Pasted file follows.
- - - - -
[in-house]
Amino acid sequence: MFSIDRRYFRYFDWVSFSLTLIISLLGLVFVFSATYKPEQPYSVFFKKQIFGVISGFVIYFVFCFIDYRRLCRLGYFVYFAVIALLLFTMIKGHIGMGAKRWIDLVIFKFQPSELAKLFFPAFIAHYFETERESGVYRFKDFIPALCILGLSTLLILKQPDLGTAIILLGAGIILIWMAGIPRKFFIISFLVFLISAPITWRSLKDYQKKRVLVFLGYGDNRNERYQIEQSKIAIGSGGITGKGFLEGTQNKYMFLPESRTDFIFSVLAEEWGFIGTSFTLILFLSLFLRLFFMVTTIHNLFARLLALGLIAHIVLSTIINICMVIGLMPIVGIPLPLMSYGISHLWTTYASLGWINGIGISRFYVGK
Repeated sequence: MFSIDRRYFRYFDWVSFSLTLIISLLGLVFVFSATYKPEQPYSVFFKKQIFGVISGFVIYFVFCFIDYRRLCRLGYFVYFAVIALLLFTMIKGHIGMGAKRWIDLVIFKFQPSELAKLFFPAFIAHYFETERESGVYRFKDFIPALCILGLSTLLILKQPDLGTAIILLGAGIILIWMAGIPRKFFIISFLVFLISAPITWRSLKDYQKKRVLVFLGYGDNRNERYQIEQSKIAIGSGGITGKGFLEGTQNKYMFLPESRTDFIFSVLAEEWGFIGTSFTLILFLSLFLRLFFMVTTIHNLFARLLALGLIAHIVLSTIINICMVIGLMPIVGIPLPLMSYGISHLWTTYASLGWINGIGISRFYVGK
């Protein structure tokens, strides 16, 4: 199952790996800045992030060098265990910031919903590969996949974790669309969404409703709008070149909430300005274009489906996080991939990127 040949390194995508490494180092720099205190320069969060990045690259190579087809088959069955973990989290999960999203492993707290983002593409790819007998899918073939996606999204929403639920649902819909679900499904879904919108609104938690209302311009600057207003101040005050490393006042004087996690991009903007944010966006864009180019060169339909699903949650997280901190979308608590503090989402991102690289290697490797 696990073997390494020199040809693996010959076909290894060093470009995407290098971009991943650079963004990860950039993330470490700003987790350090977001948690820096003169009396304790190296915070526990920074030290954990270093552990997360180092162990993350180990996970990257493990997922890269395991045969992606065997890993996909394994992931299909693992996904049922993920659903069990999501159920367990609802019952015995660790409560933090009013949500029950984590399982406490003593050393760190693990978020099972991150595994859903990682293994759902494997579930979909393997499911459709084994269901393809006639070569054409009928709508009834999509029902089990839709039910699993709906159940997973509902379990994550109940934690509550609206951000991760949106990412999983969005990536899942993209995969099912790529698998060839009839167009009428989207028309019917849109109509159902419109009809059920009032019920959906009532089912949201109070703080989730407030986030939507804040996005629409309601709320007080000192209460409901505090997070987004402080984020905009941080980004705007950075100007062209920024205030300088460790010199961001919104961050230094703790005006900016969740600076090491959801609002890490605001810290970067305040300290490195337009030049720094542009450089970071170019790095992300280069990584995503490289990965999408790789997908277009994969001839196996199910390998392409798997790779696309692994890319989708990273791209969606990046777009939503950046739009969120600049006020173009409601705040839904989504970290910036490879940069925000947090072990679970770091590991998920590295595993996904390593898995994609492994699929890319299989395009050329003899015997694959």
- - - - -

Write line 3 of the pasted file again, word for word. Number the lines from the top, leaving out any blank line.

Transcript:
Repeated sequence: MFSIDRRYFRYFDWVSFSLTLIISLLGLVFVFSATYKPEQPYSVFFKKQIFGVISGFVIYFVFCFIDYRRLCRLGYFVYFAVIALLLFTMIKGHIGMGAKRWIDLVIFKFQPSELAKLFFPAFIAHYFETERESGVYRFKDFIPALCILGLSTLLILKQPDLGTAIILLGAGIILIWMAGIPRKFFIISFLVFLISAPITWRSLKDYQKKRVLVFLGYGDNRNERYQIEQSKIAIGSGGITGKGFLEGTQNKYMFLPESRTDFIFSVLAEEWGFIGTSFTLILFLSLFLRLFFMVTTIHNLFARLLALGLIAHIVLSTIINICMVIGLMPIVGIPLPLMSYGISHLWTTYASLGWINGIGISRFYVGK